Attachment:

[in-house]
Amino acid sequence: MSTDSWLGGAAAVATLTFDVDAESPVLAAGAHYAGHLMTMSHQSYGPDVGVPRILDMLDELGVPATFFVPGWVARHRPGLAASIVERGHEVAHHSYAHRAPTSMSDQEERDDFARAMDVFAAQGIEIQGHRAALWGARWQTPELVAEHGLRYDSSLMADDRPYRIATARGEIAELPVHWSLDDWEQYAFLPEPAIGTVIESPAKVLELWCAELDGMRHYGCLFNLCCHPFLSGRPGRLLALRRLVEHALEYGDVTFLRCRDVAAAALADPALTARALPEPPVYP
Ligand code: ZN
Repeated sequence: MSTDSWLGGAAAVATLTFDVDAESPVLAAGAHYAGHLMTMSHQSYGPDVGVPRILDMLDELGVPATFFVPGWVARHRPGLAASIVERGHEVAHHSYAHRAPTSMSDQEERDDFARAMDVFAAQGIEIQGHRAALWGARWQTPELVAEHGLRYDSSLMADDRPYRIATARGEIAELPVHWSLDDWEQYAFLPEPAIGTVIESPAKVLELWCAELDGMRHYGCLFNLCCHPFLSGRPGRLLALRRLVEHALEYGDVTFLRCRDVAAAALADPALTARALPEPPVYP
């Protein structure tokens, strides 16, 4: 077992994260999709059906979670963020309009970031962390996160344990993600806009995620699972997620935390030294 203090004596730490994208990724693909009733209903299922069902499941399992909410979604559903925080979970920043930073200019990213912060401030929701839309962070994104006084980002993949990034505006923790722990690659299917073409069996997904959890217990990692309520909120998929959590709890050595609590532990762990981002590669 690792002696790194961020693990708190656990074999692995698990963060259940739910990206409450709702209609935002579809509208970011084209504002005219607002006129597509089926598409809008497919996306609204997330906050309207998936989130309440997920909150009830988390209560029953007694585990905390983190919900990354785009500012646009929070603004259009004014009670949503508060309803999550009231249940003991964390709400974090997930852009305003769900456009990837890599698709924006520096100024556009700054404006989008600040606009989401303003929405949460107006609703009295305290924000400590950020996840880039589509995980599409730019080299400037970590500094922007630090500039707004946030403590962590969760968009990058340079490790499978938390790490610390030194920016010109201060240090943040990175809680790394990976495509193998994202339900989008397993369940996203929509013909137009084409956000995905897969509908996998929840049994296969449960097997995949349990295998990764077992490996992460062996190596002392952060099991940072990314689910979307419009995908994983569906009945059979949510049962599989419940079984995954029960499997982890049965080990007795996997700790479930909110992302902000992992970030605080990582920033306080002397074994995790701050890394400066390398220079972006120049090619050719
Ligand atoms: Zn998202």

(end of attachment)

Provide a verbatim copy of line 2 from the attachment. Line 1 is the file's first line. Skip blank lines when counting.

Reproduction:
Amino acid sequence: MSTDSWLGGAAAVATLTFDVDAESPVLAAGAHYAGHLMTMSHQSYGPDVGVPRILDMLDELGVPATFFVPGWVARHRPGLAASIVERGHEVAHHSYAHRAPTSMSDQEERDDFARAMDVFAAQGIEIQGHRAALWGARWQTPELVAEHGLRYDSSLMADDRPYRIATARGEIAELPVHWSLDDWEQYAFLPEPAIGTVIESPAKVLELWCAELDGMRHYGCLFNLCCHPFLSGRPGRLLALRRLVEHALEYGDVTFLRCRDVAAAALADPALTARALPEPPVYP